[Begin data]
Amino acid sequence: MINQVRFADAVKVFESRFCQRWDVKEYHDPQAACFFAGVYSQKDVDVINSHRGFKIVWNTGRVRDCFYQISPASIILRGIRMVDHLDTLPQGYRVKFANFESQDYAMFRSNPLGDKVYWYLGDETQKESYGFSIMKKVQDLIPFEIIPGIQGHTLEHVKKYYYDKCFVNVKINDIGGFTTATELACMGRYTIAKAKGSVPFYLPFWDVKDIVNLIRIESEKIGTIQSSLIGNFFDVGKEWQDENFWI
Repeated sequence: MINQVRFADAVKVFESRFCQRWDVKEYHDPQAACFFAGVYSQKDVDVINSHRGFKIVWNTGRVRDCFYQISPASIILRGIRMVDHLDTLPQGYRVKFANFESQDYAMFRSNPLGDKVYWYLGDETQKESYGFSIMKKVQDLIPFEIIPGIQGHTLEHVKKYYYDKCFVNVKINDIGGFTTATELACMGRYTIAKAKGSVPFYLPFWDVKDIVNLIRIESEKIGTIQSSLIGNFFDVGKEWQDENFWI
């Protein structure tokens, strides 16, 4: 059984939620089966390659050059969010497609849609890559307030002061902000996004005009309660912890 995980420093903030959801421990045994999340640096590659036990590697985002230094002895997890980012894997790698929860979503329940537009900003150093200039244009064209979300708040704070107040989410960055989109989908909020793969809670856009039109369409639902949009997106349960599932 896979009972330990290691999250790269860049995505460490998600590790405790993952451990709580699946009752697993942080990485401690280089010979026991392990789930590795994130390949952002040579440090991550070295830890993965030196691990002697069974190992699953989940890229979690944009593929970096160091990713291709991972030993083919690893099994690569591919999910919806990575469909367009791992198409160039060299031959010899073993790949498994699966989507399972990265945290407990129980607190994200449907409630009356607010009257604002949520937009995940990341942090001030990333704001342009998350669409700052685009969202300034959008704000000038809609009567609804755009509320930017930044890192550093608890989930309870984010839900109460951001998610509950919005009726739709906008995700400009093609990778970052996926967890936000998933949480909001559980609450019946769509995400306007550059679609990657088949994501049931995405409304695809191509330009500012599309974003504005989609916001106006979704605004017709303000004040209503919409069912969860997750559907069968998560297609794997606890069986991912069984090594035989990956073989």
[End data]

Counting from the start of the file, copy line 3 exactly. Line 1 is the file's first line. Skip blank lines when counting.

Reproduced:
């Protein structure tokens, strides 16, 4: 059984939620089966390659050059969010497609849609890559307030002061902000996004005009309660912890 995980420093903030959801421990045994999340640096590659036990590697985002230094002895997890980012894997790698929860979503329940537009900003150093200039244009064209979300708040704070107040989410960055989109989908909020793969809670856009039109369409639902949009997106349960599932 896979009972330990290691999250790269860049995505460490998600590790405790993952451990709580699946009752697993942080990485401690280089010979026991392990789930590795994130390949952002040579440090991550070295830890993965030196691990002697069974190992699953989940890229979690944009593929970096160091990713291709991972030993083919690893099994690569591919999910919806990575469909367009791992198409160039060299031959010899073993790949498994699966989507399972990265945290407990129980607190994200449907409630009356607010009257604002949520937009995940990341942090001030990333704001342009998350669409700052685009969202300034959008704000000038809609009567609804755009509320930017930044890192550093608890989930309870984010839900109460951001998610509950919005009726739709906008995700400009093609990778970052996926967890936000998933949480909001559980609450019946769509995400306007550059679609990657088949994501049931995405409304695809191509330009500012599309974003504005989609916001106006979704605004017709303000004040209503919409069912969860997750559907069968998560297609794997606890069986991912069984090594035989990956073989």